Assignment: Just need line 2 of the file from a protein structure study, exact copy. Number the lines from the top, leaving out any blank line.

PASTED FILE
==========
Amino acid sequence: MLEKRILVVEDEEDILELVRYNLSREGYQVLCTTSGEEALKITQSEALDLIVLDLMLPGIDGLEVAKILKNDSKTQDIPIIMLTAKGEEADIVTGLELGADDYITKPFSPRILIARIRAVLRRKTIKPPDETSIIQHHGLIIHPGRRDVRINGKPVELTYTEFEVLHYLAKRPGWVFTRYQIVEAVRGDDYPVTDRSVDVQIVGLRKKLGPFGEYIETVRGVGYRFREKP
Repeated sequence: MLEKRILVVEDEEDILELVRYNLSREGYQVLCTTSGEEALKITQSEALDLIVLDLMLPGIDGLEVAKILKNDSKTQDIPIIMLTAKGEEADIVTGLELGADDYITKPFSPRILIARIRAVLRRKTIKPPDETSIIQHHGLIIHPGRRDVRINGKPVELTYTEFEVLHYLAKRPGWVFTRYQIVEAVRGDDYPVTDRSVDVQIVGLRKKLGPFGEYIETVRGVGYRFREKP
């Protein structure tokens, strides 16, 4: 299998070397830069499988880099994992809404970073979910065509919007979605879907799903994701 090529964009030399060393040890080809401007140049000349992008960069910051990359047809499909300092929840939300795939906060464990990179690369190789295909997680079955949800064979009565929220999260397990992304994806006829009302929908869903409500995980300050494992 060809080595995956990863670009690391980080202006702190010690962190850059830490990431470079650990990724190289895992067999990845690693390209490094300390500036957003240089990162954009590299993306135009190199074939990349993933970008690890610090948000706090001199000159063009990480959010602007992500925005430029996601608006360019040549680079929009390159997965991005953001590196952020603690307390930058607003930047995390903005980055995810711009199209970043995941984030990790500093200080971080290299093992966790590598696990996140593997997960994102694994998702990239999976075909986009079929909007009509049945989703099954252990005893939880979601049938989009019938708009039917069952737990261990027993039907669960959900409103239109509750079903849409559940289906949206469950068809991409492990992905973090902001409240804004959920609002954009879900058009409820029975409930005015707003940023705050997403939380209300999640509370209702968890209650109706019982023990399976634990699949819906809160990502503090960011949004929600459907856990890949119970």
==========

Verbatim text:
Repeated sequence: MLEKRILVVEDEEDILELVRYNLSREGYQVLCTTSGEEALKITQSEALDLIVLDLMLPGIDGLEVAKILKNDSKTQDIPIIMLTAKGEEADIVTGLELGADDYITKPFSPRILIARIRAVLRRKTIKPPDETSIIQHHGLIIHPGRRDVRINGKPVELTYTEFEVLHYLAKRPGWVFTRYQIVEAVRGDDYPVTDRSVDVQIVGLRKKLGPFGEYIETVRGVGYRFREKP